It’s been a good week for Jay Z: the rap star chatted court-side with visiting royalty at a Brooklyn Nets game and, hours earlier, vanquished a sleazy shakedown artist that had been demanding royalties for Jay Z’s use of the word “oh” in the hit song “Run this Town.”
As a federal court opinion explains, Jay Z does not have to pay for sampling the syllable “oh” from a 1969 track called “Hook and Sling” by the late pianist Eddie Bo (you can hear both tracks below).
In the 15-page ruling issued on Tuesday, the judge stressed that there is little relation between what the copyright owner described as Bo’s “exuberantly-shouted” syllable “oh,” and the 2009 hit that features Rihanna and Kanye West: (my emphasis added)
Run This Town bears very little and perhaps no similarity at all to Hook & Sling Part I. The melody and lyrics are entirely different. The lyrics do not contain the word “oh.” .. [It appears] only in the background and in such a way as to be audible and aurally intelligible only to the most attentive and capable listener.
The decision is significant since it slams the door once again on so-called “sample trolls,” which are companies that acquire recordings and then use music-parsing technology to seek out people to sue. It comes after a different New York judge last year threw out a similar case brought by the same sample troll, known as Tuf America, against the Beastie Boys.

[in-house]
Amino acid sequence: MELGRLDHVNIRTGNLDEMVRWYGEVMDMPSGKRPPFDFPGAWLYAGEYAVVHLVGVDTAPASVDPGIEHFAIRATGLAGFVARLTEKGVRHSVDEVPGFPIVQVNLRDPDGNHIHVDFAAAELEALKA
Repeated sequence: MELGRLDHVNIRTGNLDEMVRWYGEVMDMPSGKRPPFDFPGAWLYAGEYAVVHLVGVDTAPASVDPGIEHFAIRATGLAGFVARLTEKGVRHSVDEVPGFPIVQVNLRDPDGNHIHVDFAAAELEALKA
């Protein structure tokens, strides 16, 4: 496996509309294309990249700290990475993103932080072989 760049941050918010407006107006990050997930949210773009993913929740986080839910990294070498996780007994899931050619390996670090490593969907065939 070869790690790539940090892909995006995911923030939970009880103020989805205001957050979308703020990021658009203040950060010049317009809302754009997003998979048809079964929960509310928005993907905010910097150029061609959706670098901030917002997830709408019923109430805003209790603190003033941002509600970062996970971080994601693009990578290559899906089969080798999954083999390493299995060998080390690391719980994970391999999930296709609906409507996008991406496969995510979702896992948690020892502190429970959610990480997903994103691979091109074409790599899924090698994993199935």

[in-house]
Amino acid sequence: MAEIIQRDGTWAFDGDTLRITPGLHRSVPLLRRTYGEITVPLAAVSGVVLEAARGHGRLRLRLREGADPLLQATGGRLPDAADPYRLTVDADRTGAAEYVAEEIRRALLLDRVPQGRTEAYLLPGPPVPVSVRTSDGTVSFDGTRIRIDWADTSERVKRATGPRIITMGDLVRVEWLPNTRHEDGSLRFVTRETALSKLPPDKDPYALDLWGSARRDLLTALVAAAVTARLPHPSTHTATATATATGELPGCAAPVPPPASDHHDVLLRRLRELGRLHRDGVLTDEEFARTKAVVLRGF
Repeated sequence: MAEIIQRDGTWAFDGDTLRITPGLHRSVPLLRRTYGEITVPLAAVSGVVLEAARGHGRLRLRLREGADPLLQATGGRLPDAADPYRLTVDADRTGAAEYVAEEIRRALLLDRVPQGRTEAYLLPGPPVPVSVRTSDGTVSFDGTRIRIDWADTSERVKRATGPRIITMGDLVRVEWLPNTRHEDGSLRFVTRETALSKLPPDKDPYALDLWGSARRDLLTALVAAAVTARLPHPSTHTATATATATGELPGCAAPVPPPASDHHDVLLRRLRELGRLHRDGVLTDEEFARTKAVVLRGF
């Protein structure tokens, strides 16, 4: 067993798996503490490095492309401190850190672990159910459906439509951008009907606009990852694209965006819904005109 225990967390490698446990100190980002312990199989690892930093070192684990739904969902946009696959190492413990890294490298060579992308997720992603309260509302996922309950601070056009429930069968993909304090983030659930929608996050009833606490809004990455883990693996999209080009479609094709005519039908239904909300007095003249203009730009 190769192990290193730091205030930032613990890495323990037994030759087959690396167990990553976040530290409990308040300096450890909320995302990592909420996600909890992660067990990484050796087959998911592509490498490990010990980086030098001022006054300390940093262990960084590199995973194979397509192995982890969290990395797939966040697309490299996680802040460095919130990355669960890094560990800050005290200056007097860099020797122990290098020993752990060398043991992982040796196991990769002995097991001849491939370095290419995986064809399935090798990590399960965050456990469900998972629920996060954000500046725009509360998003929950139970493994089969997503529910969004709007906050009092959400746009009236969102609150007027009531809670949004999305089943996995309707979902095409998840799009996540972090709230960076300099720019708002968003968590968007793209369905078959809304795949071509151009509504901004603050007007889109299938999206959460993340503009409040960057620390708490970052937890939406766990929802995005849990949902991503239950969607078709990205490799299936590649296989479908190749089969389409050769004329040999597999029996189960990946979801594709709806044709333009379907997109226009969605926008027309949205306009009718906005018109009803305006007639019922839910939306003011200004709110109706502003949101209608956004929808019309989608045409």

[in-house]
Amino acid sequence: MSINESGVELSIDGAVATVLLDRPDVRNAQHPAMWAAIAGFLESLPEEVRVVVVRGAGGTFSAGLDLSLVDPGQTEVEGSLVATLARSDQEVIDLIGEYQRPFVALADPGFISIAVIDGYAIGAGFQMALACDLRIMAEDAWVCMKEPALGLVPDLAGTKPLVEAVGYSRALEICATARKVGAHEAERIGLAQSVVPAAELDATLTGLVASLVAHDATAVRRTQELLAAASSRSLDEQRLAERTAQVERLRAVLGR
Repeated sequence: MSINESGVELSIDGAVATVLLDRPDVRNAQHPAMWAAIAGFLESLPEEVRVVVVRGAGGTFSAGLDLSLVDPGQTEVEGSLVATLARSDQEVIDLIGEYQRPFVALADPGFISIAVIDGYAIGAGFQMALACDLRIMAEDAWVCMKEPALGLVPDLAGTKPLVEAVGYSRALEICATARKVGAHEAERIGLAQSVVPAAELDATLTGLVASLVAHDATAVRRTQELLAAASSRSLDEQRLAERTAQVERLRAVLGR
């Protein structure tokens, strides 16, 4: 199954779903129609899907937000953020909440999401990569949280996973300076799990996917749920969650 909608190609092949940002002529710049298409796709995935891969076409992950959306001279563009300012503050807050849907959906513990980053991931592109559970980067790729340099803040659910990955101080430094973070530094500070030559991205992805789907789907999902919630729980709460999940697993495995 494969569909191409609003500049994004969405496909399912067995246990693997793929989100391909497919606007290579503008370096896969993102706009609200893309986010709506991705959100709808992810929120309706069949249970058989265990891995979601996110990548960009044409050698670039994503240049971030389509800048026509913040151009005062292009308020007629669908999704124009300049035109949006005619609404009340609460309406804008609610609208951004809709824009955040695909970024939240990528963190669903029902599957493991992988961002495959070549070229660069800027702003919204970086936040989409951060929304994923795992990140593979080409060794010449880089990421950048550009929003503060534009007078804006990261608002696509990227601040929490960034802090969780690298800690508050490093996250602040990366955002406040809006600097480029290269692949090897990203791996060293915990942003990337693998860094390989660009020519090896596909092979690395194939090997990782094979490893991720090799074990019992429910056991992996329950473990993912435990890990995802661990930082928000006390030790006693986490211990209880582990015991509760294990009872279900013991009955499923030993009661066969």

As critics have observed, the trolls have been deleterious for hip-hop as a whole since they ensnare musicians in legal thickets over tiny sound samples, meaning that landmark albums like the Beastie Boys’ Paul’s Boutique could not have been made in today’s copyright context.
In siding with Jay Z, the court sidestepped the issue of whether Eddie Bo’s “oh” could be covered by copyright in the first place, and instead relied on a lack of similarity between the works. You can read the whole ruling below (I’ve underlined the relevant bits) or just check out the two tracks and see if you can hear the “oh.”